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La Forza del Destino

by on 21 February 2022

A Force to Be Reckoned With

La Forza del Destino

by Giuseppe Verdi, libretto by Francesco Piave

Regents Opera, St John’s, Fulham until 5th March

Review by Helen Astrid

Verdi’s La Forza del Destino (The Force of Destiny or the Power of Fate) is the only opera where the composer has titled his work with an idea or concept, but it is a relevant one.  It means that in his world individuals make decisions and choices that have repercussions.  Bad decisions, even slight transgressions, have to be punished.  It’s a moral order that permeated much 19th Century art and literature of the period.

Verdi composed the opera to end an extended hiatus from music; a three-year span during which he wrote no new operas, and actually told friends that he was no longer a composer.  The commission that brought him back to the opera house came from the Imperial Theatre in St. Petersburg in 1869.  After considering a number of subjects for a new opera, Verdi chose a Spanish play called La fuerza del sino – The Power of Fate.  It was adapted by librettist Francesco Maria Piave, who also worked with Verdi on several other operas, including Macbeth and Rigoletto.

In La Forza del Destino the overbearing theme is of fate and it questions politics, nationalism, religion and racism; and the need for Italy to be rid of the Austrian oppression, even though this was never directly addressed.  Preziosilla, a gypsy girl does nevertheless sing ‘Viva la Guerra’.

Several of Verdi’s early operas were openly political, directly expressing the Italian struggle for national independence and even though his later operas became less overtly political, the themes of personal conflict and private passion such as in RigolettoIl Trovatore and La Traviata have broad political settings, with important public issues at their heart.  In La Forza, several scenes are set on the battlefield with soldiers and those displaced by war.  The desire to destroy the enemy, the hatred and enmity that comes with war has a parallel with one of the main plot lines, that of the hatred expressed by Don Carlo who is bent on revenge for the death of his father.

It is really quite something to put on a full-scale production of a grand opera.  This effort by Regents Opera was no mean feat: a reduced orchestra to twelve players did not detract from the richness and soaring lines of the score, most notable in the overture. 

A hand-picked selection of good soloists and ensemble did not disappoint.  Rory Fazan’s courageous staging transformed St John’s Church, Fulham into a multi-faceted platform, the venue’s Georgian and Gothic influence providing a perfect backdrop.

A contemporary take on the original 18th Century period, we found ourselves immersed in what appeared to be a military hospital with staff in full PPE wearing white hazmat outfits and with sanitising gel at the ready.  A throwback to Peter Sellars’ outstanding 1996 production of Theodora at Glyndebourne perhaps?

La Forza del Destino has a complex plot, but really only three main characters. Understanding those characters, and what drives them, can go a long way toward clarifying the story.  Don Alvaro, the son of a disgraced Spanish nobleman and an Inca princess, was born in the new world, and his parents have been executed.  Back in Spain, Alvaro is trying to establish his reputation.  But, given his ancestry, he’s frowned upon in noble society, and many people simply call him “The Indian.” The other two characters are brother and sister, Don Carlo and Leonora – the son and daughter of the Marquis of Calatrava, head of a proud but fading noble house.  Verdi is in his element writing for a trio of voices, there being no less than 73 in his entire operatic oeuvre.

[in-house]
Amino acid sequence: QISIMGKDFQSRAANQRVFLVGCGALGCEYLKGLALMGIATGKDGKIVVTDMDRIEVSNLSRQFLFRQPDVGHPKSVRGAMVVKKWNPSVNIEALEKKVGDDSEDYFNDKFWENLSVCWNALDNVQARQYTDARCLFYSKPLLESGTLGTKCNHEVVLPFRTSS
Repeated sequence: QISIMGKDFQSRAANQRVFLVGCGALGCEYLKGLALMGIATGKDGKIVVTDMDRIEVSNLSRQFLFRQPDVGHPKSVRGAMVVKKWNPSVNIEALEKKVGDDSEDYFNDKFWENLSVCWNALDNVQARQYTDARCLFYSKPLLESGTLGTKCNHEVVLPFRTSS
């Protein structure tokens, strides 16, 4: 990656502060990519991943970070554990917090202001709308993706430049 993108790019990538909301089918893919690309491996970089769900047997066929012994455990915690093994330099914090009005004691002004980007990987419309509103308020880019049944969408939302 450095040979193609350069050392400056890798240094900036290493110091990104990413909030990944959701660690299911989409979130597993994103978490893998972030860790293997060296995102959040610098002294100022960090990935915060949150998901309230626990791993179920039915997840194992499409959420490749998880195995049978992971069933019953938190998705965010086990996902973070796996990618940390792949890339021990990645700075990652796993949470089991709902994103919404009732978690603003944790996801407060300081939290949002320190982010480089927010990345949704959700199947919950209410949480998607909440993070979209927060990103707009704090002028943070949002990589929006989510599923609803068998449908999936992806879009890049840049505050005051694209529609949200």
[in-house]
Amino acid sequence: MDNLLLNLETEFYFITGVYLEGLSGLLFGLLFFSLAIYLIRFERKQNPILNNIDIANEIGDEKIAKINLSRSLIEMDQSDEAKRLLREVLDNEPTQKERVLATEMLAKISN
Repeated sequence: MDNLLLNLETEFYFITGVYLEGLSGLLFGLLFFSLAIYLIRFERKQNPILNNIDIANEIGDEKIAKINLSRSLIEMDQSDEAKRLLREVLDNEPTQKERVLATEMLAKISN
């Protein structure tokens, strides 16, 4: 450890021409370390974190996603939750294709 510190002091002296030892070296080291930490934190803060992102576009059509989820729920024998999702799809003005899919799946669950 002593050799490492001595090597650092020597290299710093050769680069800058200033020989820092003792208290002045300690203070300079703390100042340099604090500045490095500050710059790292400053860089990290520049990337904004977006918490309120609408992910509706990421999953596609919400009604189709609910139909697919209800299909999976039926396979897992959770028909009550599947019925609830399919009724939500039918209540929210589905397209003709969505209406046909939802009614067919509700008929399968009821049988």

After the famous overture, Don Alvaro is about to flee with Leonora, but the two lovers are caught by Leonora’s father.  Alvaro throws his pistols to the ground but one of them goes off and kills the father.  The force of destiny is pitiless and laughs at the fates of men, the theme weaving itself throughout the overture.

A double-cast is a sensible idea given the enormity of the opera (three hours and twenty minutes duration), particularly with all the last-minute cancellations and casualties de riguer these days.  Saturday evening’s singers were equal to the demands of the music.  Philippa Boyle as Leonara sang effortlessly with her top B flat in ‘Pace, pace mio Dio’ reached with ease and grandeur.  Her voice would not go amiss in a large house.

Catherine Backhouse as Preziosilla provided an eye-popping and turbocharged performance in both her arias.  Why Verdi wrote to the extremities for this fach I will never know.  The introduction of Beyonce-like hip hop dancing in the Rataplan chorus brought some humour to the sombre plot as did Masimba Ushe as Alcade, making an impression as the town mayor with his ‘La cena è pronta‘ in Act 2, donning a messy blonde Boris wig.

Mention should also go to Gerard Delrez for his fine cameo role as the Marquis of Calatrava and to Australian tenor Dominic Walsh as Alvaro. The real star of the show was undoubtedly Edwin Kaye as Padre Guardino, a voice to definitely watch out for.

However I urge any opera company to create surtitles translated into comprehensible English and to increase the font size by a few notches.

Perhaps the words of Oscar Wilde sufficiently sum-up the definition of opera: it is when a tenor wants to make love to a soprano but is prevented from doing so by a baritone. 

Helen Astrid, February 2022

Photography by Berke Can

Rating: 4 out of 5.
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